It wasn’t going to be that kind of day.
I looked up at the sky and it was clouding over. I believed it was going to rain. Why was I hanging out my washing now? It could be a waste a time. I might hang it now and have to take it down in about half an hour’s time. The retired sister who was helping out in the church kitchen shouted, “No, it won’t rain. Even if it does, I can help you take your clothes in because I am cooking this afternoon.” And do you know what? She was right. It didn’t rain!
This obviously meant that she did not have to take down my washing. But it was her generous spirit that caught my attention. Continue reading
“For if there is first a willing mind, it is accepted according to what one has, and not according to what he does not have.” (2 Cor 8:12)
God bestows spiritual gifts and equips us for services. The list of services which we may apply our gifts include speaking, teaching, writing, interpreting, playing music, singing, cooking, cleaning, etc. The start point is having a willing heart to serve, learn, and grow. “For to everyone who has, more will be given, and he will have abundance; but from him who does not have, even what he has will be taken away” (Mt 25:29). The challenge for each of us is to discover, develop, and use our personal gifts for God’s service. Continue reading
During a discussion about faith, an anonymous member asked me about complacency in servitude and faith, and how to overcome it. Often, we find that as youths who begin to have responsibilities in church, or are becoming introduced to ‘leadership’ roles, it is very easy to develop a sense of self-confidence, or self-entitlement towards our faith. We may start to feel a sense of being slightly above others, or that we are ‘better’ than others simply because we have been appointed various roles within church and attend more activities in church. We feel as if we are fine in our faith, and that others should imitate us. Often if we allow complacency to stay in our hearts, it can take root and bear fruit as pride. Continue reading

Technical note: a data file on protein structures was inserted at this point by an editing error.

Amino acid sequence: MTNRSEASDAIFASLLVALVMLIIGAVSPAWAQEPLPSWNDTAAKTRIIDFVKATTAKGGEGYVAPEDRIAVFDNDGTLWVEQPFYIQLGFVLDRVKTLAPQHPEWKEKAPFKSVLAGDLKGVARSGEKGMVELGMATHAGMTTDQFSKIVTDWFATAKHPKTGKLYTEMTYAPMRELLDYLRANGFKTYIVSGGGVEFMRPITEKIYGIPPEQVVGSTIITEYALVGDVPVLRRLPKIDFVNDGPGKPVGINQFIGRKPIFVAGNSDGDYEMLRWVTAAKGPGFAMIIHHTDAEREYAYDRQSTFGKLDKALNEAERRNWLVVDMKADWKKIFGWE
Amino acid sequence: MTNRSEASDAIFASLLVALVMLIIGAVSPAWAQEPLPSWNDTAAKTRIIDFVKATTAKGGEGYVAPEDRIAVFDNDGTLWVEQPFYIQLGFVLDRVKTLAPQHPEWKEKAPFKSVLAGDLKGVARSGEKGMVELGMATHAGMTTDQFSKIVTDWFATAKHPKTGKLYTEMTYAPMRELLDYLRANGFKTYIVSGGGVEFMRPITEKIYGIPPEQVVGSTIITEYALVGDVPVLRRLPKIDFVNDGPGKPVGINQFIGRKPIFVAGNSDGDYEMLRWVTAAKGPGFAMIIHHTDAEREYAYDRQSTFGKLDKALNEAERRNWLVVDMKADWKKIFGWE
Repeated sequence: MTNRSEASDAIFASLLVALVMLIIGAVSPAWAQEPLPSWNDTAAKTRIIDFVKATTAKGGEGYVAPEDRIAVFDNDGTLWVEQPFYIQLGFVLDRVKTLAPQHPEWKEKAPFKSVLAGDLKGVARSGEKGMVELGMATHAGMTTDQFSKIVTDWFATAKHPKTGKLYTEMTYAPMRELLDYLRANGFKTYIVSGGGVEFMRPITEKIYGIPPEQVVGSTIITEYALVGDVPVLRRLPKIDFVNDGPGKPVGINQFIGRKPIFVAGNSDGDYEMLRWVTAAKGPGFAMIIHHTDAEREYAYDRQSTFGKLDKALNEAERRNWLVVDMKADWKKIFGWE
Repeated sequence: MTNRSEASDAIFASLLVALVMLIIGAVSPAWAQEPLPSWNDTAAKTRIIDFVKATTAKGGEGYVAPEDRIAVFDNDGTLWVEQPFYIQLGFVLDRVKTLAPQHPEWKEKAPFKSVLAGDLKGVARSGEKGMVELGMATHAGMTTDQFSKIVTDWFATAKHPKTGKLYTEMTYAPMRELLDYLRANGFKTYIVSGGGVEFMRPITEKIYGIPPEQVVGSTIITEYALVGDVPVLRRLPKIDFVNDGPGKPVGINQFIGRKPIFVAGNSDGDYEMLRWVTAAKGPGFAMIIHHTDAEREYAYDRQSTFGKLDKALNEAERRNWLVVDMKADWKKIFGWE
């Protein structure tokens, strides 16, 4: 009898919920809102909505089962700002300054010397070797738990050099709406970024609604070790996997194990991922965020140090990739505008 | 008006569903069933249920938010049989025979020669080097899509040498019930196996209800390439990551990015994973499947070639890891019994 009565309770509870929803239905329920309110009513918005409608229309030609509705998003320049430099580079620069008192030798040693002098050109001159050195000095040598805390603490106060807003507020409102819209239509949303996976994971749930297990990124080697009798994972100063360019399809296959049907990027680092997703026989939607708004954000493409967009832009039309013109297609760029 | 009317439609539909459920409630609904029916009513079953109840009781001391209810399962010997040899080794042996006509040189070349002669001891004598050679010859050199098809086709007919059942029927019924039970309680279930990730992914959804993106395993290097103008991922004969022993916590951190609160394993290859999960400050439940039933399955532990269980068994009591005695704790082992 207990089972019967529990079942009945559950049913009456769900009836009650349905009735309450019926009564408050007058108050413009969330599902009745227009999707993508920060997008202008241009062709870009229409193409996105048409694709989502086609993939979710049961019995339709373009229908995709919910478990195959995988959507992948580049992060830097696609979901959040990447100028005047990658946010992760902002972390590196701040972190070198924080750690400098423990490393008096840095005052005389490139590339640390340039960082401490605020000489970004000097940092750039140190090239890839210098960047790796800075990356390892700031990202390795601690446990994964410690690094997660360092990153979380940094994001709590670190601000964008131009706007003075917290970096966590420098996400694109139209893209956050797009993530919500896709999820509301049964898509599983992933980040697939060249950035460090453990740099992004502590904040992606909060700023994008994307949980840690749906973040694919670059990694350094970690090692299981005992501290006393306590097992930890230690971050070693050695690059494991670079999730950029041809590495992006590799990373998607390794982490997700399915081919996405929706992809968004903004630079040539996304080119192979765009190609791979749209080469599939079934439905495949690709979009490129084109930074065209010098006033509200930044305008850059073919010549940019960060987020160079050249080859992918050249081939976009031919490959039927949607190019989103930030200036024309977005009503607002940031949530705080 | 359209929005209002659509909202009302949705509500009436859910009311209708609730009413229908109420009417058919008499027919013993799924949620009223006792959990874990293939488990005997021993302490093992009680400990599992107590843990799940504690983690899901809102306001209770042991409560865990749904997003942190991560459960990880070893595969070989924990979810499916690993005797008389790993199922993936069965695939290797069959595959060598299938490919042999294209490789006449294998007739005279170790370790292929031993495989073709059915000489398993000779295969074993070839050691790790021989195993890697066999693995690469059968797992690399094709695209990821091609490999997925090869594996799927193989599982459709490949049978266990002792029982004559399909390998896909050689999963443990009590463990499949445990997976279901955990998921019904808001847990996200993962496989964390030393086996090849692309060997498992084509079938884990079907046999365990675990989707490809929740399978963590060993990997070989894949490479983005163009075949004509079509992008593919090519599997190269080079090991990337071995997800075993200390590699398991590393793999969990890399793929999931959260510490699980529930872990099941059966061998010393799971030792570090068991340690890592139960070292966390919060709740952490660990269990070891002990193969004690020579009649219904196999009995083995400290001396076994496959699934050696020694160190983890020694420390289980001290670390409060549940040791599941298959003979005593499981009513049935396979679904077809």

“Those who are wise shall shine like the brightness of the firmament, and those who turn many to righteousness like the stars forever and ever.” (Dan 12:3)
When we sang hymn 232 before the Sabbath morning service, the last sentence of the chorus caught my eyes. It read, “And they that turn many to His righteousness shall shine as the stars ever bright.” It reminded me of the afternoon Bible study topic, as we were going to study 1 Corinthians 3. In this chapter, Paul used the metaphor of building to illustrate the qualities of the holy workers’ works.
According to the Apostle Paul, the foundation of the building is Jesus Christ. There are two kinds of material that can be employed in the building. We are urged to examine how we build—with the valuable and lasting material (gold, silver, and precious stones) or with the worthless and fleeting material (wood, hay, and straw). Continue reading
“Who am I, O Lord God? And what is my house, that You have brought me this far?” (2 Sam 7:18)
King David, the second king of Israel – although not without fault, was a handsome man, a righteous leader, a mighty warrior, a conqueror of lands, a skilled musician and a poetic psalmist. There came a time in his life as king when he wished in his heart, with all good intention, to construct a beautiful temple for the Lord, a dwelling place for God where His prophets could live and teach, and a place where the people could learn and worship. He consulted the prophet Nathan, who replied, “Go, do all that is in your heart, for the Lord is with you.” However, we find that in the end, it wasn’t the will of God for David to do so, but rather, for his son Solomon. Later on, David went before the Lord, sat down, and poured his heart to God in thanksgiving. What can we learn from this story? Continue reading